Probably the hardest lesson for any recovering people-pleasers out there who measure their worth by their productivity. However, we established that we have to refill our cups. Rest is a part of doing so. Your mind, body, and soul all need time to charge their batteries. Rest is productive. Now, say it with me - rest. is. productive.
3. Think Of Your Mind, Body, & Soul
So often we hold one of these as our primary focus. The truth is that these are all more interconnected than we are taught. Most mental disorders have physiological manifestations. Avoiding tough emotions through rigorous exercise may help you lose weight but those emotions don’t go away and will keep surfacing, preventing growth as a whole person. Going to therapy to build a happier, healthier foundation is a great step but neglecting your physical health limits your ability to build that foundation.
How are you feeding all three? Combat your negative thoughts with positive affirmations for the mind, go for a walk or exercise to feed the body, and do something you love or remember and reflect on your dreams to feed your soul.
4. Calm Any Chaos with Organization
Create a routine or schedule that works for you to organize your chaos. Busy or overwhelming week ahead? Grab paper and pen and make a list to plan out how to manage your time. Utilize your calendar as well (digital, too!) Don’t forget to plug in time for self-care and things you love to really ensure you're prioritizing yourself in the plan! And remember: creating a calm space helps to make room for you to organize your thoughts!
5. "No" is a Complete Sentence
How often do you say “yes” to events, tasks, projects, etc. when you know your plate is getting ready to topple over? To put it simply - you can say no. Yes - that’s it. You can just say no. Susie asks you to bake brownies for the bake sale. Nope, Susie, I don’t have the capacity for that right now but maybe next time. Your friend asks you to help him move. Unfortunately, I am all booked and my schedule is full. You don’t owe anyone an explanation (except maybe your boss) but we do encourage declining politely.Chances are that people that push back on this by making you feel guilty or respond with anger benefitted from your lack of boundaries. No is a completely acceptable and appropriate answer.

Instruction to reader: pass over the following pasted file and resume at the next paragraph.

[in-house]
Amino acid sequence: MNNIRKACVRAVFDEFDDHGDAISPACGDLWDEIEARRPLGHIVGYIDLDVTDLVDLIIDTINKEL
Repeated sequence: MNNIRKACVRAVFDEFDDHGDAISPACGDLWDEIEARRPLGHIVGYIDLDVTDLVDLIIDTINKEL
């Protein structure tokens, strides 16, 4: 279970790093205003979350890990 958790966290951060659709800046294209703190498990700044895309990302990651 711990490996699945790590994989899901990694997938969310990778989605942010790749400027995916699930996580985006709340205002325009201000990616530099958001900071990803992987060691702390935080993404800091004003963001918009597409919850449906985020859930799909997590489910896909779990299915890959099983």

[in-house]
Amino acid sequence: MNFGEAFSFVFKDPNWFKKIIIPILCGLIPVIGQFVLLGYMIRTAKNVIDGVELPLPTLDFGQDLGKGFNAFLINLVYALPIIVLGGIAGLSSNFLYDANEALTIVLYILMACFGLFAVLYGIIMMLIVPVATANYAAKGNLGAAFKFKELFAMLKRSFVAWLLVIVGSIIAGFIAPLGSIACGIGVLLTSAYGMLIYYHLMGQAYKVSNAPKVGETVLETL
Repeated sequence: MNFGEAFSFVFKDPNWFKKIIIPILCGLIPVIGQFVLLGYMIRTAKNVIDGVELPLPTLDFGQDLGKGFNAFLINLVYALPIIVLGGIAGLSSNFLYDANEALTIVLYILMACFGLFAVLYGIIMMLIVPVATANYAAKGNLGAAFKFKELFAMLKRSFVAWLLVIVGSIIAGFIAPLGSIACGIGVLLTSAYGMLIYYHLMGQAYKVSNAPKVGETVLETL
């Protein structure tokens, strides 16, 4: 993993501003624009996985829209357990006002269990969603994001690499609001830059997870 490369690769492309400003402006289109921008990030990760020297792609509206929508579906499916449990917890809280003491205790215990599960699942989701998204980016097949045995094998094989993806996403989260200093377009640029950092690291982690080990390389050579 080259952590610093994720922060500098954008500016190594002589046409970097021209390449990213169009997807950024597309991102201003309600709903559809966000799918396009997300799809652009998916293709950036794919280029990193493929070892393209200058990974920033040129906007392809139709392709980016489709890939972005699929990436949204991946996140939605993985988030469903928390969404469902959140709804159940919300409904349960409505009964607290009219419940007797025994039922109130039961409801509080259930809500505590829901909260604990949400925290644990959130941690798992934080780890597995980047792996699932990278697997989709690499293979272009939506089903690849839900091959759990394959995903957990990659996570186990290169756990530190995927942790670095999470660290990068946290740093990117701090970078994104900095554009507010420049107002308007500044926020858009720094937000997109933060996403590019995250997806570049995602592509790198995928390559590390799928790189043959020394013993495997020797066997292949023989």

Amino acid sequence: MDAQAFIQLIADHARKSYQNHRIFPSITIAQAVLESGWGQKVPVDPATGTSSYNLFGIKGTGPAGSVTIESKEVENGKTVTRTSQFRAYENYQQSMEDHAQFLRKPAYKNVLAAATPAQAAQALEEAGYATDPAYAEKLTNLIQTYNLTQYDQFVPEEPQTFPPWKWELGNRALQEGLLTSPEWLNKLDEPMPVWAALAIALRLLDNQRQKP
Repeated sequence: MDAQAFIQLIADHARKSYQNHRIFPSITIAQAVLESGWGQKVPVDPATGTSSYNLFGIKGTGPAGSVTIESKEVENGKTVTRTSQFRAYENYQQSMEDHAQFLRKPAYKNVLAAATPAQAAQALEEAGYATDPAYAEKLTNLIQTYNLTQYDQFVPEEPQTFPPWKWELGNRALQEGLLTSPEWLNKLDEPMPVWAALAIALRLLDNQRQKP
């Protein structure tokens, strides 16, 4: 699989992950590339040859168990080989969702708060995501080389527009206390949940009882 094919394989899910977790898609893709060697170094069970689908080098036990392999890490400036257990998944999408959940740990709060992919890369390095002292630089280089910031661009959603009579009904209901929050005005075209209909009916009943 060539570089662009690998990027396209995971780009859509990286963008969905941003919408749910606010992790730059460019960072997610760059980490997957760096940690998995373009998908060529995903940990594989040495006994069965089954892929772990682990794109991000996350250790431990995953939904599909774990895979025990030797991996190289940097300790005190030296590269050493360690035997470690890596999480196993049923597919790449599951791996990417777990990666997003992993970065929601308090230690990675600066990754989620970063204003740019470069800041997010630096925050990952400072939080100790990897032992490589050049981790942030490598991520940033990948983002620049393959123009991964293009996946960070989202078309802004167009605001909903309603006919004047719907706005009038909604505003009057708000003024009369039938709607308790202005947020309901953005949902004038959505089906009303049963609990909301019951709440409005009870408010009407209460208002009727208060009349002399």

6. Be Your Own Best Friend
All too often we partake in negative self-talk patterns when things aren’t going great. Let's rewrite the narrative and consider “would I say this to a friend in need right now?” If the answer is no, let's rethink your inner critic's response. Be kind to yourself and speak kindly to your mind as if it was your best friend.
7. Identify Your Support Team
We all need to have a team of people to turn to when we don’t feel our best, especially when things feel overwhelming or unmanageable. It’s important to establish a support system who you can call or run to especially in times of stress, anxiety, or depression. Feeling heard, seen, and validated by someone you trust can really go a long way in tackling a tough time. This team might consist of family, friends, coworkers, etc.
Sometimes you might not feel that the people in your life may not understand or have the time to listen to what you need. If this is the case, let’s find people who do. Maybe this is a professional? Connect with a therapist or a life coach, if that’s more your style.